Gunderson Does Not Resign as Mayor

Gunderson Does Not Resign as Mayor Click to Enlarge Photo:

Mar 11, 2013 at 7:15 pm

SAUK RAPIDS, Minn. (KNSI) - In spite of much public outcry to the contrary, as well as measured criticism from a former mayor and a current council member, Brad Gunderson remains the mayor of Sauk Rapids.

During their regular Monday night meeting, the city council presented a collectively written "Resolution of Disapproval" in response to Gunderson's February 17th crash while under the influence of alcohol.

In their resolution, the council condemned the mayor's behavior, calling it "unbecoming" of an elected official, and stressed the need for the mayor to hold himself "to a higher standard."

The council, while able to draft such a resolution, can't mandate the mayor's resignation. They did not recommend any further course of action.

The meeting was then opened to the public, during which council member Steve Heinen served as acting mayor while 10 members of the Sauk Rapids community shared a collective opinion that the mayor should resign his position.

Sauk Rapids resident Art Buhs, a business owner of 25 years in the community, accused Gunderson of giving Sauk Rapids a "black eye" and a negative reputation throughout the area.

Harry Hall, a licensed truck driver of 40 years, reprimanded the mayor for driving as part of his day job as a Dial-A-Ride driver for Metro Bus the day after the incident.

Hall also declared his intention to start a community petition calling for the mayor's resignation if Gunderson does not choose to do so on his own.

Former Mayor Mark Campbell chose a different approach, backing away from calling for the mayor's resignation and instead praising city workers and the police department for doing "some of the finest work in the area" by calling in the State Patrol to avoid a potential conflict of interest.

"The police did the right thing in this situation. It's a strong community," Campbell says. "All of these people have worked hard to make it what it is."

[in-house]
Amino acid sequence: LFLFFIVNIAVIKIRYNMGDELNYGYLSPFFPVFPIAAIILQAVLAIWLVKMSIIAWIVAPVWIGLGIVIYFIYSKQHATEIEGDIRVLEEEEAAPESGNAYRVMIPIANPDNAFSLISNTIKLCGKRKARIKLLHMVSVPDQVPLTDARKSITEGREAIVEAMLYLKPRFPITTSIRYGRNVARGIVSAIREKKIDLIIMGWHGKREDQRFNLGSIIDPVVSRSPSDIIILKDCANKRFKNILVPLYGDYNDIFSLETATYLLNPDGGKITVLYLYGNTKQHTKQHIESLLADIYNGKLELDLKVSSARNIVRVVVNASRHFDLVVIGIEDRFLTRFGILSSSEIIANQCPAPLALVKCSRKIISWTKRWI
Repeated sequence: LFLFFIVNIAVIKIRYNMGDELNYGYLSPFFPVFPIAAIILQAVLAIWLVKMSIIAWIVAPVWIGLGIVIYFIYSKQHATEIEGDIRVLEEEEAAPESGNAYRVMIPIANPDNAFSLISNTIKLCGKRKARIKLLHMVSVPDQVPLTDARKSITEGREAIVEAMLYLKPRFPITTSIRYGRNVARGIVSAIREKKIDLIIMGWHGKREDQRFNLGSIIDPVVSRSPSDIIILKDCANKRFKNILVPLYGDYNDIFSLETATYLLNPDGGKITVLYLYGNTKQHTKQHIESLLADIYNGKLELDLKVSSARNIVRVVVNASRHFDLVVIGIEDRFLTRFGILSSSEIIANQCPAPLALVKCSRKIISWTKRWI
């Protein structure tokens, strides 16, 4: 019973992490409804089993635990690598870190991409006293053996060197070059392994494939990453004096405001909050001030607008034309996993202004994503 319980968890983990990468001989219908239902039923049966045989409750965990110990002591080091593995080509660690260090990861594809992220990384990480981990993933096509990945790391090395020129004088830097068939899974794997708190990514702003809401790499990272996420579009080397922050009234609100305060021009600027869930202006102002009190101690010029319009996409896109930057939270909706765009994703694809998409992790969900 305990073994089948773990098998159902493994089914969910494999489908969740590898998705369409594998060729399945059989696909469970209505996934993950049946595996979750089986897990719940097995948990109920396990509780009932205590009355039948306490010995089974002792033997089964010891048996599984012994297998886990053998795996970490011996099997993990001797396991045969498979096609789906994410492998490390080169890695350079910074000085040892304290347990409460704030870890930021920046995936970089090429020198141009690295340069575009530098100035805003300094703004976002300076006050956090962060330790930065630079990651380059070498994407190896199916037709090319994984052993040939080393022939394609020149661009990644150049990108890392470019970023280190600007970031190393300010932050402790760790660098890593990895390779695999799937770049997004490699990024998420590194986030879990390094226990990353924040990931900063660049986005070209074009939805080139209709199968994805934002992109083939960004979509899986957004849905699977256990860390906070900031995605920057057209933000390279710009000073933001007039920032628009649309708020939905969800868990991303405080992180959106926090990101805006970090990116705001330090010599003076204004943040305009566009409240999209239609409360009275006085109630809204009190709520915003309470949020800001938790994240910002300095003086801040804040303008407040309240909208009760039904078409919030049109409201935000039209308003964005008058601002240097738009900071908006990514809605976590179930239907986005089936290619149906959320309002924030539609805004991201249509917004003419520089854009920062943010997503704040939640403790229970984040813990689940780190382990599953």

Following the public portion of the meeting, council member Kurt Hunstiger reiterated Campbell's sentiments and asked that anyone with questions about how Gunderson's arrest was handled to call the State Patrol.

Hunstiger also expressed dismay with how the mayor's crash has impacted the community's perception of the other city council members, and generated negative phone calls and emails from Sauk Rapids residents.

"We are not the ones on trial here," Hunstiger says. "No offense Brad, but we didn't get the DUI."

Hunstiger acknowledged that Gunderson hasn't been convicted yet, but spoke to the outcry from citizens asking the mayor to tender his resignation.

"We, as elected officials, hold ourselves to a higher standard. With all due respect, I think you need to reconsider your commitment to serving as mayor, out of respect for the citizens that elected you."

Mayor Gunderson and Councilman Hunstiger were not available to KNSI for comment following the meeting.

Last week, Minnesota State Patrol reported mayor Brad Gunderson's blood alcohol level was 0.26 when he was arrested in February after he smashed into two trash cans and a crosswalk sign in Sauk Rapids on February 17th.

Gunderson has since been suspended from his job as a Dial-A-Ride driver for Metro Bus.

He also has two prior drunken driving convictions on his record dating back to the 1980's. His case has been turned over to Benton County by the city of Sauk Rapids for potential charges.

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